Researchers from University of Texas at Dallas and Emory University published a new paper in the Journal of Marketing that examines the issue of encroachment in the hotel industry.
The study, forthcoming in the Journal of Marketing, is titled “Can Encroachment Benefit Hotel Franchisees?” and is authored by TI Tongil Kim and Sandy Jap.
For decades, the issue of encroachment, or adding an outlet in proximity to existing outlets, has been contentious. A new outlet increases competition for customers, causing concerns for franchisors and franchisees that the existing outlet’s sales will be cannibalized. Franchising is a key means for growth and market expansion for many companies. These organizations account for as much as $890 billion or 50% of all retail sales across 75 industries in the US (approximately 3% of the US gross domestic product). Therefore, encroachment is a big issue.
A new study in the Journal of Marketing suggests that cannibalization does not always have to be the case. Using five years of hotel sales data, an experiment, and a series of simulations, the research team finds that adding a new outlet in markets with few same brand outlets can modestly benefit existing locations. Specifically, the researchers find that revenues can increase an average of 1.7% (a 2.3% improvement in profits) – in other words, a sunny side to an issue that has historically dissolved in conflict.
Importantly, this positive impact does not happen when the new outlet is a different franchise brand. In other words, brands matter. Kim adds that “We also find that younger brands, cross-brands (e.g., Hyatt Place and Hyatt House), and brand bookings through online travel agencies also benefit from having more versus fewer locations.” Customers appreciate and value additional outlets of a brand (up to a point) as well as when the brands are new or when they share a moniker with other franchise locations of the same brand. Customers also value multiple same brand options when booking through websites like Expedia or Kayak.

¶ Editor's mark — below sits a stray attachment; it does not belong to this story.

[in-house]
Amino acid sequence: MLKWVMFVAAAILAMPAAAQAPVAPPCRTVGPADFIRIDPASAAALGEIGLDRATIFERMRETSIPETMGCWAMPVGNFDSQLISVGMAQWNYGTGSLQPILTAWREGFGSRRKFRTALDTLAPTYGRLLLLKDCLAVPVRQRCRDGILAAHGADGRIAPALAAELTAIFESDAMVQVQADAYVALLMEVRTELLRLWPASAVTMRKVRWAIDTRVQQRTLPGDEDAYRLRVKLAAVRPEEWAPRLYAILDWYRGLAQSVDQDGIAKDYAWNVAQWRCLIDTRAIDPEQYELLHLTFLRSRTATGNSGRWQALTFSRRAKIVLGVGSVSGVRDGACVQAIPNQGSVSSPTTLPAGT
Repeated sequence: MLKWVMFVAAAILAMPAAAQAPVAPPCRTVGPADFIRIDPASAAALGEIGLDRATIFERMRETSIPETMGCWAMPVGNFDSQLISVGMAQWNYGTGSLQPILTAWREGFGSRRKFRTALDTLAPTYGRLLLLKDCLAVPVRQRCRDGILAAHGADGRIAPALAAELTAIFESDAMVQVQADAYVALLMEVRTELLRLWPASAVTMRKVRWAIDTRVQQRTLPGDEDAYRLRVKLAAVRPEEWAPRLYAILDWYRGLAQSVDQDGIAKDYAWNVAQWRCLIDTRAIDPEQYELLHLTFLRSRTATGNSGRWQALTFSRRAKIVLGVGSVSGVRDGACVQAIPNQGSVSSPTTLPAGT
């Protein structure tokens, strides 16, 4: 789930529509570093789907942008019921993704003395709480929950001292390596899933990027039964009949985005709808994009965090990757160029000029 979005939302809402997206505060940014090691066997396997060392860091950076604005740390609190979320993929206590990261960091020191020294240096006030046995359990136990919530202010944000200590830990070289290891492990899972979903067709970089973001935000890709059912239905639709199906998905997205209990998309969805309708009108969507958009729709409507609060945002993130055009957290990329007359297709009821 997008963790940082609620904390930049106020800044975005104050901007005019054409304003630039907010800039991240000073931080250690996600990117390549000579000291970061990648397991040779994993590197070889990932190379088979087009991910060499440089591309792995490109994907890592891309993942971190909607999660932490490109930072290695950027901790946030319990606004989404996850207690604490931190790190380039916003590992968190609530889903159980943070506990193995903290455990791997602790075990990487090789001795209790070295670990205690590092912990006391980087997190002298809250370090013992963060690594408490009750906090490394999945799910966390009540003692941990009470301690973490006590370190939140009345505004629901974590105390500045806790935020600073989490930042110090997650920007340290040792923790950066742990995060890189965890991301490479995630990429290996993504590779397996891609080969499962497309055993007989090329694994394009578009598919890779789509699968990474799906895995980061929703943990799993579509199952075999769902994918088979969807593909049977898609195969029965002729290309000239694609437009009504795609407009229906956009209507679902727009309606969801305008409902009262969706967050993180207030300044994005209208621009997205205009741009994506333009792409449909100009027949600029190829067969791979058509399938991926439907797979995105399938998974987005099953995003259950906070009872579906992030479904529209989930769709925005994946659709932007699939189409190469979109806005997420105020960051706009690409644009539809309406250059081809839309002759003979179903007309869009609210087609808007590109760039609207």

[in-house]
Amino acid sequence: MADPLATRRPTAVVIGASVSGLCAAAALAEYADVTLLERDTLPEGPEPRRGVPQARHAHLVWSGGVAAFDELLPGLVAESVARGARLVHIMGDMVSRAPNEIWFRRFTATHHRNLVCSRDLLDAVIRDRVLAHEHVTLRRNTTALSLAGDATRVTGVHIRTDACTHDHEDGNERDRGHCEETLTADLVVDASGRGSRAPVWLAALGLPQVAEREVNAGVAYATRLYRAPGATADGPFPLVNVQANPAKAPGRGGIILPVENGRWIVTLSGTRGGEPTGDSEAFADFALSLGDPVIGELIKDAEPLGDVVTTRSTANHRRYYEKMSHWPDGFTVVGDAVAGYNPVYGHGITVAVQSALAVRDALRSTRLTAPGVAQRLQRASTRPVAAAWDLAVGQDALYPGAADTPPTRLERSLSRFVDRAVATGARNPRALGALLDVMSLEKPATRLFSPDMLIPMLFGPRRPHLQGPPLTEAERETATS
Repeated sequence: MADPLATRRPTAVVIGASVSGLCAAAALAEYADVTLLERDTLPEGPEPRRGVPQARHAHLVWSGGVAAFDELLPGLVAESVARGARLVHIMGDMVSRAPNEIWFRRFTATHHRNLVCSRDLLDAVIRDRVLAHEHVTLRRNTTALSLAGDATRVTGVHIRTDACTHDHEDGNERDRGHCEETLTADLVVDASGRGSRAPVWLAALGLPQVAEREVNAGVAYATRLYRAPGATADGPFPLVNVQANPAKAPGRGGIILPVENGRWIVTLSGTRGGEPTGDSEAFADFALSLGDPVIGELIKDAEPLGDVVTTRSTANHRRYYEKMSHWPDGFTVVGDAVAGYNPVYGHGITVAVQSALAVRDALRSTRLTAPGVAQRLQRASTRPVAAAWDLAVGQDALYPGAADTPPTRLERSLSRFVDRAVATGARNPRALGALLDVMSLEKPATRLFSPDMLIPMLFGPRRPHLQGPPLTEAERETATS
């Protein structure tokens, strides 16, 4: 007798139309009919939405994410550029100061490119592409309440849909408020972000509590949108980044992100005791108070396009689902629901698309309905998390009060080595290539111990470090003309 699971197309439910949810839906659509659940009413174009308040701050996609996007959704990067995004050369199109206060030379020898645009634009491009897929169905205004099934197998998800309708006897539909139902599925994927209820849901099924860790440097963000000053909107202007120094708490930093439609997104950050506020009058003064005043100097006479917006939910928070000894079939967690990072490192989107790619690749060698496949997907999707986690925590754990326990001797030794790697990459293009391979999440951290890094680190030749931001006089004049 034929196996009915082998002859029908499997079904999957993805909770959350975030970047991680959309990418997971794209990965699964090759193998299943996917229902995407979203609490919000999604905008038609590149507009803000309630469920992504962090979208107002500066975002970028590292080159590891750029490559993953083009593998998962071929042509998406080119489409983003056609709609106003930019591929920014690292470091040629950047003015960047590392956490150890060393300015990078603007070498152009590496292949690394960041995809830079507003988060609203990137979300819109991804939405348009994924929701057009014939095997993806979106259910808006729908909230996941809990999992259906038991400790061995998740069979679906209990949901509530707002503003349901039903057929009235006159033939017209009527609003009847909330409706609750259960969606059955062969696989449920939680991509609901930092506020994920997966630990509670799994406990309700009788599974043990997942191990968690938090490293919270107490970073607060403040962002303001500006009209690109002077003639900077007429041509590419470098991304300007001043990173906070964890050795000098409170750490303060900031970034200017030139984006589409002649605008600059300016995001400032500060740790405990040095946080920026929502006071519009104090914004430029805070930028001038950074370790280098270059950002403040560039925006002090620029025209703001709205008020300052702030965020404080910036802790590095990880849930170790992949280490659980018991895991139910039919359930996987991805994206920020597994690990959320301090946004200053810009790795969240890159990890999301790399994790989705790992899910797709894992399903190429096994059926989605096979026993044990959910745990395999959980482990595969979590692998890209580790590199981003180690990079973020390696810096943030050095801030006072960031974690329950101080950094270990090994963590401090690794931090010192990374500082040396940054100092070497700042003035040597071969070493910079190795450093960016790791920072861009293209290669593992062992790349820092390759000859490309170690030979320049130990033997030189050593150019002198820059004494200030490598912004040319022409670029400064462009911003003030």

This means that when looking to expand, franchisors should prioritize markets with few same brand outlets, newer brands in their portfolio, cross brands, and online travel agency sales channels. These potentially represent win-win options in the conflict over encroachment.
Most of the work around network expansion has focused on the legalities of this process, codes of conduct, expectations, and compliance and monitoring practices. This research suggests that there may be alternate ways of tackling this thorny problem.
Full article and author contact information available at: https://doi.org/10.1177/00222429211008136
About the Journal of Marketing
The Journal of Marketing develops and disseminates knowledge about real-world marketing questions useful to scholars, educators, managers, policy makers, consumers, and other societal stakeholders around the world. Published by the American Marketing Association since its founding in 1936, JM has played a significant role in shaping the content and boundaries of the marketing discipline. Christine Moorman (T. Austin Finch, Sr. Professor of Business Administration at the Fuqua School of Business, Duke University) serves as the current Editor in Chief.
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